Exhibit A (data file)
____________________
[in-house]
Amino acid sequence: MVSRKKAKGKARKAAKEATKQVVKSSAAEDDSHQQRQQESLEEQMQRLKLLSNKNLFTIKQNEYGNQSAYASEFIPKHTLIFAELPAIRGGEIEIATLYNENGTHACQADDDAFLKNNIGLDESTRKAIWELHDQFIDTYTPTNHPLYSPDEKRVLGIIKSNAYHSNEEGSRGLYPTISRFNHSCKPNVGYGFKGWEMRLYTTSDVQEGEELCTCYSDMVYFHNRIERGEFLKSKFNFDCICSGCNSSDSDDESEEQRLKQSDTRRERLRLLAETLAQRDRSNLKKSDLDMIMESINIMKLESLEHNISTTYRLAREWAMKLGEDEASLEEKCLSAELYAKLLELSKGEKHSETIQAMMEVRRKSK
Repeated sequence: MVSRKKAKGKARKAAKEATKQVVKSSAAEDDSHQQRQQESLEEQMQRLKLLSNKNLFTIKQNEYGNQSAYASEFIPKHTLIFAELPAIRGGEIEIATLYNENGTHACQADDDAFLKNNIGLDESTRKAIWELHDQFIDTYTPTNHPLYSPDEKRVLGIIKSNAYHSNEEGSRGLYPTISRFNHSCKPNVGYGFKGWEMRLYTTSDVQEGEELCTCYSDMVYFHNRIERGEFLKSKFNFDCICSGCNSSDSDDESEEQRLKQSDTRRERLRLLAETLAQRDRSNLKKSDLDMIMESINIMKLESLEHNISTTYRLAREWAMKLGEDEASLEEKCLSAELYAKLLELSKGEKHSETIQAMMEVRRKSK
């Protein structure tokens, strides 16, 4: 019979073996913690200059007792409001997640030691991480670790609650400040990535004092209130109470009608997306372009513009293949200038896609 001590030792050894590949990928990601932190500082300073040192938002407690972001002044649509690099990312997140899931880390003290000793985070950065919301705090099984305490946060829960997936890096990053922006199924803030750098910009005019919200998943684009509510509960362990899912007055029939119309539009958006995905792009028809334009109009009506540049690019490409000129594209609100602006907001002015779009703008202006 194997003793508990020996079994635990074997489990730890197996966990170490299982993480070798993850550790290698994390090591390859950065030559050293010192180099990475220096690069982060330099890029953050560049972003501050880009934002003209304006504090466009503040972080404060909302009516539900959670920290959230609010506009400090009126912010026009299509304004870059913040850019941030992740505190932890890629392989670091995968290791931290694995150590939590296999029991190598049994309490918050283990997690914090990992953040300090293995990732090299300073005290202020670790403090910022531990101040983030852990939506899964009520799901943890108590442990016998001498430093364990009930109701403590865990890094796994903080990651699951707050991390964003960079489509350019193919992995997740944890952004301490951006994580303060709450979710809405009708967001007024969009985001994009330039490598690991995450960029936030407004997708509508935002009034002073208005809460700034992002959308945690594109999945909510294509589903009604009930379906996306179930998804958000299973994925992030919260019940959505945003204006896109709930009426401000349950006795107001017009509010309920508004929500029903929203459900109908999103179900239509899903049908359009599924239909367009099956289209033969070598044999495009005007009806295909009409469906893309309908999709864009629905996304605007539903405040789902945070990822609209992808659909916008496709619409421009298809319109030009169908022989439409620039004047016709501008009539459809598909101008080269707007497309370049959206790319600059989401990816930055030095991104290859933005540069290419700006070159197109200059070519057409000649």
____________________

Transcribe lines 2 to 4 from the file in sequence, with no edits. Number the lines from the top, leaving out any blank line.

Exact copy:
Amino acid sequence: MVSRKKAKGKARKAAKEATKQVVKSSAAEDDSHQQRQQESLEEQMQRLKLLSNKNLFTIKQNEYGNQSAYASEFIPKHTLIFAELPAIRGGEIEIATLYNENGTHACQADDDAFLKNNIGLDESTRKAIWELHDQFIDTYTPTNHPLYSPDEKRVLGIIKSNAYHSNEEGSRGLYPTISRFNHSCKPNVGYGFKGWEMRLYTTSDVQEGEELCTCYSDMVYFHNRIERGEFLKSKFNFDCICSGCNSSDSDDESEEQRLKQSDTRRERLRLLAETLAQRDRSNLKKSDLDMIMESINIMKLESLEHNISTTYRLAREWAMKLGEDEASLEEKCLSAELYAKLLELSKGEKHSETIQAMMEVRRKSK
Repeated sequence: MVSRKKAKGKARKAAKEATKQVVKSSAAEDDSHQQRQQESLEEQMQRLKLLSNKNLFTIKQNEYGNQSAYASEFIPKHTLIFAELPAIRGGEIEIATLYNENGTHACQADDDAFLKNNIGLDESTRKAIWELHDQFIDTYTPTNHPLYSPDEKRVLGIIKSNAYHSNEEGSRGLYPTISRFNHSCKPNVGYGFKGWEMRLYTTSDVQEGEELCTCYSDMVYFHNRIERGEFLKSKFNFDCICSGCNSSDSDDESEEQRLKQSDTRRERLRLLAETLAQRDRSNLKKSDLDMIMESINIMKLESLEHNISTTYRLAREWAMKLGEDEASLEEKCLSAELYAKLLELSKGEKHSETIQAMMEVRRKSK
């Protein structure tokens, strides 16, 4: 019979073996913690200059007792409001997640030691991480670790609650400040990535004092209130109470009608997306372009513009293949200038896609 001590030792050894590949990928990601932190500082300073040192938002407690972001002044649509690099990312997140899931880390003290000793985070950065919301705090099984305490946060829960997936890096990053922006199924803030750098910009005019919200998943684009509510509960362990899912007055029939119309539009958006995905792009028809334009109009009506540049690019490409000129594209609100602006907001002015779009703008202006 194997003793508990020996079994635990074997489990730890197996966990170490299982993480070798993850550790290698994390090591390859950065030559050293010192180099990475220096690069982060330099890029953050560049972003501050880009934002003209304006504090466009503040972080404060909302009516539900959670920290959230609010506009400090009126912010026009299509304004870059913040850019941030992740505190932890890629392989670091995968290791931290694995150590939590296999029991190598049994309490918050283990997690914090990992953040300090293995990732090299300073005290202020670790403090910022531990101040983030852990939506899964009520799901943890108590442990016998001498430093364990009930109701403590865990890094796994903080990651699951707050991390964003960079489509350019193919992995997740944890952004301490951006994580303060709450979710809405009708967001007024969009985001994009330039490598690991995450960029936030407004997708509508935002009034002073208005809460700034992002959308945690594109999945909510294509589903009604009930379906996306179930998804958000299973994925992030919260019940959505945003204006896109709930009426401000349950006795107001017009509010309920508004929500029903929203459900109908999103179900239509899903049908359009599924239909367009099956289209033969070598044999495009005007009806295909009409469906893309309908999709864009629905996304605007539903405040789902945070990822609209992808659909916008496709619409421009298809319109030009169908022989439409620039004047016709501008009539459809598909101008080269707007497309370049959206790319600059989401990816930055030095991104290859933005540069290419700006070159197109200059070519057409000649």